Using Arbitration to Resolve Disputes

If you’ve ever agreed to the “terms and conditions” of any commercial relationship in which you are a party (and just about everyone has done this numerous times), it’s highly likely that you agreed to be bound by a clause dictating a particular method for how disputes would be resolved. If you read the actual language contained in the document that you agreed to be bound by, you would likely have found that the preferred method for resolving any disputes is arbitration. Your agreement thereby prohibited you from seeking any sort of redress for your claims in a court of law and also prohibited you from participating in a class action against the company with whom you were working. Because these clauses are so prevalent, I thought it would be beneficial to take a look at them and go over what they are and how they work.

For the past several months, I’ve been writing a series of articles on the overall topic of asset protection. Rather than delving into the traditional use of legal entities and particular protection strategies, I’ve focused these articles on how to protect assets before they ever arise through the use of alternative dispute resolution approaches. Many lawsuits arise as a result of customers and/or clients who are dissatisfied with a company in how they provided or failed to provide a product or service. Generally, they are unhappy with how their customer service issues surrounding their dissatisfaction was handled (or not handled) by

the company. While improving customer service is always important in seeking to avoid these lawsuits, the one thing that we can always count on is that you will never be able to please everyone and people often get upset. That’s why we’ve got to have a plan for how to address the prospect of disputes.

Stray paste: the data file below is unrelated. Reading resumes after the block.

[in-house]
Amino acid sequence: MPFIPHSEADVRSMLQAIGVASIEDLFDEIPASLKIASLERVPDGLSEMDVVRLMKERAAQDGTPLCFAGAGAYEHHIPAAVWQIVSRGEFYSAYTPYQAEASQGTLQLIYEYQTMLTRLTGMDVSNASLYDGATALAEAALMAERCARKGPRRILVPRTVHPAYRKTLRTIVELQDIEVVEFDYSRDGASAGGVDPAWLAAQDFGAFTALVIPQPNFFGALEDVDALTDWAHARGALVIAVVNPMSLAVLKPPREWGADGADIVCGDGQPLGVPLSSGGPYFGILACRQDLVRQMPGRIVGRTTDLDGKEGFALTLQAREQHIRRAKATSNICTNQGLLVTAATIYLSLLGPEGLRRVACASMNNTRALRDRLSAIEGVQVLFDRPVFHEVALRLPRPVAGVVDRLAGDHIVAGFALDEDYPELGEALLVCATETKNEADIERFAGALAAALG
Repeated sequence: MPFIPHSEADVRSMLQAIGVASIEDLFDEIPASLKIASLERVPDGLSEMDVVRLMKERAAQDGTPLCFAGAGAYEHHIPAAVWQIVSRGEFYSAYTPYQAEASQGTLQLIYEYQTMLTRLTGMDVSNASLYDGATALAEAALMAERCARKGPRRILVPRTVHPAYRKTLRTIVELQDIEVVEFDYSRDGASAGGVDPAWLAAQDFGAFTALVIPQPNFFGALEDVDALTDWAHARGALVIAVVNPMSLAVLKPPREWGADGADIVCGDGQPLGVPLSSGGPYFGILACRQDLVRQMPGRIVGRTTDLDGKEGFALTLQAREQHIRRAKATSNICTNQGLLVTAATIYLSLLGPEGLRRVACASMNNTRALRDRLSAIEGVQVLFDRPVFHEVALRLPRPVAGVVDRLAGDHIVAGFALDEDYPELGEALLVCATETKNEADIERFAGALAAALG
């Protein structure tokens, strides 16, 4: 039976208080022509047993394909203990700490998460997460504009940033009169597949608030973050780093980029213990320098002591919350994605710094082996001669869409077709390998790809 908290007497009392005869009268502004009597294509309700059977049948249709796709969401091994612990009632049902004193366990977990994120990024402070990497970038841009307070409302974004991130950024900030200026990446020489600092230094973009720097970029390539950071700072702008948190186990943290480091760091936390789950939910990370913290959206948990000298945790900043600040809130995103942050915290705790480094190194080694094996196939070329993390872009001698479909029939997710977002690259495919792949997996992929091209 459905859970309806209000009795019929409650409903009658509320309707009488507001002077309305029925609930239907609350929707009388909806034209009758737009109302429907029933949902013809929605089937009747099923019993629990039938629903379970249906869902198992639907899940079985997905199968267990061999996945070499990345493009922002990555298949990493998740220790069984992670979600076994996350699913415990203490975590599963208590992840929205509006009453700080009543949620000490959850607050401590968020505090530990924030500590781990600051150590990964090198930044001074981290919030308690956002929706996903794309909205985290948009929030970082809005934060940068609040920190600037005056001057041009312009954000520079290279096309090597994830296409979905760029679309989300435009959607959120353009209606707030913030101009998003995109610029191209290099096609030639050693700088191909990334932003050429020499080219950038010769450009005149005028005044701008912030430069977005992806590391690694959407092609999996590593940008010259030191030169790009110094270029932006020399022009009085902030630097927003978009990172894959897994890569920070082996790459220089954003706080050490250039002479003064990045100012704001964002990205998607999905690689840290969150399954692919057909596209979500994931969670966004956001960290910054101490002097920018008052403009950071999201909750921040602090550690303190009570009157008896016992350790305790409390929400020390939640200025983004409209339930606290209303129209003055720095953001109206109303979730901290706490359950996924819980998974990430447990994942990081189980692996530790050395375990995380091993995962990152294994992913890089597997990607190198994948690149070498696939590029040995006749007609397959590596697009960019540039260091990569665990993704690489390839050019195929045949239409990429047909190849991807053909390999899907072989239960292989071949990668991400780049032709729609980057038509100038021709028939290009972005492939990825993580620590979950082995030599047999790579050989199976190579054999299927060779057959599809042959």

To reiterate how I’ve been approaching asset protection through these articles, the following areas are all good approaches to effectively managing and mitigating conflict:

  • Communication
  • Documentation
  • Negotiation
  • Mediation
  • Arbitration
  • Litigation

This month’s focus is on the use of arbitration as a means of protecting assets.

To begin, we’ve got to take a look at arbitration in general. To do that, a brief glimpse of the definition should prove helpful. According to JAMS (www.jamsadr.com), one of the leading providers of alternative dispute resolution services, Arbitration is the most traditional form of private dispute resolution. Arbitration is a binding procedure. It is often “administered” by a private organization that maintains lists of available arbitrators and provides rules under which the arbitration will be conducted. Such organizations can also manage the arbitration in whole or in part. Parties often select arbitrators on the basis of substantive expertise.

Arbitration is adjudicatory, as opposed to advisory, because of the fact that the arbitrator (usually a retired judge or attorney) renders a decision at the end of an arbitration hearing, and that decision is final and binding, subject only to a very limited court review. Arbitration is sometimes referred to as “non-binding” if the parties agree to make it so, but that is really a misnomer. Think of arbitration as a binding, adjudicatory process.

Some key takeaways from the above-listed definition of arbitration are:

  • This is a process handled outside of the traditional court system;
    • It is a binding procedure;
    • It is administered by a qualified legal professional generally with expertise in the particular subject matter at the heart of the dispute; and
    • It is meant to be final at the conclusion of the hearing.